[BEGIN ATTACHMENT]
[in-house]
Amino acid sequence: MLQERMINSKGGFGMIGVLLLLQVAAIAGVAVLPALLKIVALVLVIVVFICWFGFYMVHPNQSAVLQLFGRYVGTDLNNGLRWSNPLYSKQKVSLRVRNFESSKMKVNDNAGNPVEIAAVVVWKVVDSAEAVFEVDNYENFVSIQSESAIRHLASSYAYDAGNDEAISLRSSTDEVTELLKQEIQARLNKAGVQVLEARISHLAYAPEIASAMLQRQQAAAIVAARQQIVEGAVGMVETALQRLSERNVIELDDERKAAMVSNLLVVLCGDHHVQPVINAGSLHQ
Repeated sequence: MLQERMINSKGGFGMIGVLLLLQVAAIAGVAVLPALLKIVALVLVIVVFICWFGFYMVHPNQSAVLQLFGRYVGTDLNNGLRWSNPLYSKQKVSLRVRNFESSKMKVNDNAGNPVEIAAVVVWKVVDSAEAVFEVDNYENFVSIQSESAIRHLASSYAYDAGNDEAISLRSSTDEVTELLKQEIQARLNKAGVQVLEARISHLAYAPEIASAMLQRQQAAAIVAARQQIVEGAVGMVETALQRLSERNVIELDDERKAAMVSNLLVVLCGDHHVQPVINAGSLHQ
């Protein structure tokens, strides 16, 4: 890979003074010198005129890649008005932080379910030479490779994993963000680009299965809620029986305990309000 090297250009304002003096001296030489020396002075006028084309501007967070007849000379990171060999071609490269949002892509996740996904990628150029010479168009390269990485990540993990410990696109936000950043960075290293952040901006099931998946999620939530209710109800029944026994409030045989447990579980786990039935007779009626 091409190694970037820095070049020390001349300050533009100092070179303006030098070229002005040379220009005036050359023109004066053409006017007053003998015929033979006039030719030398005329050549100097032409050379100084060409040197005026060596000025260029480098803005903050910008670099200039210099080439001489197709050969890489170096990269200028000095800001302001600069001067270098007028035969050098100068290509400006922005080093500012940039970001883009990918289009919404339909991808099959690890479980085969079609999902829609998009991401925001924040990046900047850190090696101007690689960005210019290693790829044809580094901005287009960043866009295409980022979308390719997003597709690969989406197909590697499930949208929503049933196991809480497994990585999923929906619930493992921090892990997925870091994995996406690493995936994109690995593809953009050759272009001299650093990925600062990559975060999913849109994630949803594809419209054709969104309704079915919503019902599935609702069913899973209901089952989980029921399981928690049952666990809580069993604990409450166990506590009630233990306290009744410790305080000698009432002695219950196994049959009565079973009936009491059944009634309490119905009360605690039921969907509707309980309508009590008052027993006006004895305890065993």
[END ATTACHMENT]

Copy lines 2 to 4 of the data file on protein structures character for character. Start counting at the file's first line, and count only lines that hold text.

Amino acid sequence: MLQERMINSKGGFGMIGVLLLLQVAAIAGVAVLPALLKIVALVLVIVVFICWFGFYMVHPNQSAVLQLFGRYVGTDLNNGLRWSNPLYSKQKVSLRVRNFESSKMKVNDNAGNPVEIAAVVVWKVVDSAEAVFEVDNYENFVSIQSESAIRHLASSYAYDAGNDEAISLRSSTDEVTELLKQEIQARLNKAGVQVLEARISHLAYAPEIASAMLQRQQAAAIVAARQQIVEGAVGMVETALQRLSERNVIELDDERKAAMVSNLLVVLCGDHHVQPVINAGSLHQ
Repeated sequence: MLQERMINSKGGFGMIGVLLLLQVAAIAGVAVLPALLKIVALVLVIVVFICWFGFYMVHPNQSAVLQLFGRYVGTDLNNGLRWSNPLYSKQKVSLRVRNFESSKMKVNDNAGNPVEIAAVVVWKVVDSAEAVFEVDNYENFVSIQSESAIRHLASSYAYDAGNDEAISLRSSTDEVTELLKQEIQARLNKAGVQVLEARISHLAYAPEIASAMLQRQQAAAIVAARQQIVEGAVGMVETALQRLSERNVIELDDERKAAMVSNLLVVLCGDHHVQPVINAGSLHQ
């Protein structure tokens, strides 16, 4: 890979003074010198005129890649008005932080379910030479490779994993963000680009299965809620029986305990309000 090297250009304002003096001296030489020396002075006028084309501007967070007849000379990171060999071609490269949002892509996740996904990628150029010479168009390269990485990540993990410990696109936000950043960075290293952040901006099931998946999620939530209710109800029944026994409030045989447990579980786990039935007779009626 091409190694970037820095070049020390001349300050533009100092070179303006030098070229002005040379220009005036050359023109004066053409006017007053003998015929033979006039030719030398005329050549100097032409050379100084060409040197005026060596000025260029480098803005903050910008670099200039210099080439001489197709050969890489170096990269200028000095800001302001600069001067270098007028035969050098100068290509400006922005080093500012940039970001883009990918289009919404339909991808099959690890479980085969079609999902829609998009991401925001924040990046900047850190090696101007690689960005210019290693790829044809580094901005287009960043866009295409980022979308390719997003597709690969989406197909590697499930949208929503049933196991809480497994990585999923929906619930493992921090892990997925870091994995996406690493995936994109690995593809953009050759272009001299650093990925600062990559975060999913849109994630949803594809419209054709969104309704079915919503019902599935609702069913899973209901089952989980029921399981928690049952666990809580069993604990409450166990506590009630233990306290009744410790305080000698009432002695219950196994049959009565079973009936009491059944009634309490119905009360605690039921969907509707309980309508009590008052027993006006004895305890065993």